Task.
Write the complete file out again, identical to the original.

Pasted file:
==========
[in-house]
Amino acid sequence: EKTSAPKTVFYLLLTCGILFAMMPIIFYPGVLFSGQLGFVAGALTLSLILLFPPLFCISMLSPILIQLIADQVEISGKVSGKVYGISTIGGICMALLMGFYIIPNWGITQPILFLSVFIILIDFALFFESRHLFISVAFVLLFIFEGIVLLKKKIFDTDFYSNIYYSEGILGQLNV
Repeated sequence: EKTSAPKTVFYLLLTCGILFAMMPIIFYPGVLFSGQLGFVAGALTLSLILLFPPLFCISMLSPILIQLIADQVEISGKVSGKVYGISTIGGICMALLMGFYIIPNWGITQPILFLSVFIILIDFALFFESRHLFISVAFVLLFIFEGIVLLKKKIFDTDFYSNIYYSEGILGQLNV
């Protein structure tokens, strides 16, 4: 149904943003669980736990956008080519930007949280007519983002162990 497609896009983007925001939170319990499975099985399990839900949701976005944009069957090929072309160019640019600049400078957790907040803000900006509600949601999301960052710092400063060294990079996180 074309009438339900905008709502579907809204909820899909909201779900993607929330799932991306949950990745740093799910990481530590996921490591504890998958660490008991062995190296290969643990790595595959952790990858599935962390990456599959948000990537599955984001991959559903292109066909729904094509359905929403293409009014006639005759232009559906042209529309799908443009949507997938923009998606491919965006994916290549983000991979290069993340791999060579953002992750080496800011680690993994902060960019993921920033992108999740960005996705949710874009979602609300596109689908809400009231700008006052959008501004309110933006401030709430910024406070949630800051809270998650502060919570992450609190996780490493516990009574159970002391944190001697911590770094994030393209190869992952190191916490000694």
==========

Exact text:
[in-house]
Amino acid sequence: EKTSAPKTVFYLLLTCGILFAMMPIIFYPGVLFSGQLGFVAGALTLSLILLFPPLFCISMLSPILIQLIADQVEISGKVSGKVYGISTIGGICMALLMGFYIIPNWGITQPILFLSVFIILIDFALFFESRHLFISVAFVLLFIFEGIVLLKKKIFDTDFYSNIYYSEGILGQLNV
Repeated sequence: EKTSAPKTVFYLLLTCGILFAMMPIIFYPGVLFSGQLGFVAGALTLSLILLFPPLFCISMLSPILIQLIADQVEISGKVSGKVYGISTIGGICMALLMGFYIIPNWGITQPILFLSVFIILIDFALFFESRHLFISVAFVLLFIFEGIVLLKKKIFDTDFYSNIYYSEGILGQLNV
């Protein structure tokens, strides 16, 4: 149904943003669980736990956008080519930007949280007519983002162990 497609896009983007925001939170319990499975099985399990839900949701976005944009069957090929072309160019640019600049400078957790907040803000900006509600949601999301960052710092400063060294990079996180 074309009438339900905008709502579907809204909820899909909201779900993607929330799932991306949950990745740093799910990481530590996921490591504890998958660490008991062995190296290969643990790595595959952790990858599935962390990456599959948000990537599955984001991959559903292109066909729904094509359905929403293409009014006639005759232009559906042209529309799908443009949507997938923009998606491919965006994916290549983000991979290069993340791999060579953002992750080496800011680690993994902060960019993921920033992108999740960005996705949710874009979602609300596109689908809400009231700008006052959008501004309110933006401030709430910024406070949630800051809270998650502060919570992450609190996780490493516990009574159970002391944190001697911590770094994030393209190869992952190191916490000694």